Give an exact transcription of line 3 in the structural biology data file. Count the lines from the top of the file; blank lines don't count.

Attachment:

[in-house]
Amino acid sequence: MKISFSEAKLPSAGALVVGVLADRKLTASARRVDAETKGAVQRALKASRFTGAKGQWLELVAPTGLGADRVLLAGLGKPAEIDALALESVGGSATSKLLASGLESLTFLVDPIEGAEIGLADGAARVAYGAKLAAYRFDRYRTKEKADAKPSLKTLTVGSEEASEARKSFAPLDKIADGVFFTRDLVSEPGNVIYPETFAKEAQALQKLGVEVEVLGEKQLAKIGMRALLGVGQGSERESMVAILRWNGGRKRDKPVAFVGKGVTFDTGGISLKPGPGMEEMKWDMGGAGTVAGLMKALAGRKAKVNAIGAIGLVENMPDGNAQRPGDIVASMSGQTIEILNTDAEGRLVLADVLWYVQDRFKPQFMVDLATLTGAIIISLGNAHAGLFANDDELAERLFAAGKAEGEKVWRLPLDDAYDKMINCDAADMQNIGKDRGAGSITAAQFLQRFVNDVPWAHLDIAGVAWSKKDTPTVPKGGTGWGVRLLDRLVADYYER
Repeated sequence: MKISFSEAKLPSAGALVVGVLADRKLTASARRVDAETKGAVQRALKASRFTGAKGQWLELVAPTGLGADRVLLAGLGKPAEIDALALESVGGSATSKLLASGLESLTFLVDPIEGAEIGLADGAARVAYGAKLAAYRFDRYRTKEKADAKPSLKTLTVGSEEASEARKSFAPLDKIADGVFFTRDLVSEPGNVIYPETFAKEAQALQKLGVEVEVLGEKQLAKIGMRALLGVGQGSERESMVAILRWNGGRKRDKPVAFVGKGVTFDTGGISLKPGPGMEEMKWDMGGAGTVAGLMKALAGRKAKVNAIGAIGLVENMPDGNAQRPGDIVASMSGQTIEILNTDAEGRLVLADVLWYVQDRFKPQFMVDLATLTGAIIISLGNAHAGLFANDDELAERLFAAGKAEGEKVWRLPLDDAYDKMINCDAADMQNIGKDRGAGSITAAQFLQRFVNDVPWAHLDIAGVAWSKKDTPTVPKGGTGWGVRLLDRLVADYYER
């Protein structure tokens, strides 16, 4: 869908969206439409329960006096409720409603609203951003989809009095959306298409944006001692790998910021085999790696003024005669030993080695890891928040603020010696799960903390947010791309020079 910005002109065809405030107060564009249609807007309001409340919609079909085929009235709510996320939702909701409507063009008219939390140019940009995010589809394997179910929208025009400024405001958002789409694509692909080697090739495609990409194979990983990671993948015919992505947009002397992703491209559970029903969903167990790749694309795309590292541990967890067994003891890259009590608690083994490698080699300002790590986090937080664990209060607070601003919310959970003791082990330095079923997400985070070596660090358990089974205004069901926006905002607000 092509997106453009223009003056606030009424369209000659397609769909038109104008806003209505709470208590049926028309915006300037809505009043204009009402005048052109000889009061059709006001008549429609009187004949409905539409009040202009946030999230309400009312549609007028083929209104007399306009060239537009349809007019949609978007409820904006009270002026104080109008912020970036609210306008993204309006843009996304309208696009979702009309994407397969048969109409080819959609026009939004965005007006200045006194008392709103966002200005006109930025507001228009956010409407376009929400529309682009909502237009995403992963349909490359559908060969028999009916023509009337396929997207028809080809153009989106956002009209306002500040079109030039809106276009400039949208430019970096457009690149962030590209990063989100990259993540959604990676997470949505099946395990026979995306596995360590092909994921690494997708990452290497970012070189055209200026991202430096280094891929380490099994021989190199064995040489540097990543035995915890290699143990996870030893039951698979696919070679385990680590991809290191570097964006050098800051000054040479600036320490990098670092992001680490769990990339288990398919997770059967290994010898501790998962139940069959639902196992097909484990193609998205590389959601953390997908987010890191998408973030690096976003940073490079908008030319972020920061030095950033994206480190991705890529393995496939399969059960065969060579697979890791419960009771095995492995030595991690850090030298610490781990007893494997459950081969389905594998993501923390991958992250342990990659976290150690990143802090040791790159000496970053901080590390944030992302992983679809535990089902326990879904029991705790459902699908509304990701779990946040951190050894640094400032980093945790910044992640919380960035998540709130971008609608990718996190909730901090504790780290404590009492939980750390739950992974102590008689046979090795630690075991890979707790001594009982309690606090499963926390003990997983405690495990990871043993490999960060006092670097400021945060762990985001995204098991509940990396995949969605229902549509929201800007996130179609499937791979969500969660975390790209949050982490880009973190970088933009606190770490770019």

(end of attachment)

Repeated sequence: MKISFSEAKLPSAGALVVGVLADRKLTASARRVDAETKGAVQRALKASRFTGAKGQWLELVAPTGLGADRVLLAGLGKPAEIDALALESVGGSATSKLLASGLESLTFLVDPIEGAEIGLADGAARVAYGAKLAAYRFDRYRTKEKADAKPSLKTLTVGSEEASEARKSFAPLDKIADGVFFTRDLVSEPGNVIYPETFAKEAQALQKLGVEVEVLGEKQLAKIGMRALLGVGQGSERESMVAILRWNGGRKRDKPVAFVGKGVTFDTGGISLKPGPGMEEMKWDMGGAGTVAGLMKALAGRKAKVNAIGAIGLVENMPDGNAQRPGDIVASMSGQTIEILNTDAEGRLVLADVLWYVQDRFKPQFMVDLATLTGAIIISLGNAHAGLFANDDELAERLFAAGKAEGEKVWRLPLDDAYDKMINCDAADMQNIGKDRGAGSITAAQFLQRFVNDVPWAHLDIAGVAWSKKDTPTVPKGGTGWGVRLLDRLVADYYER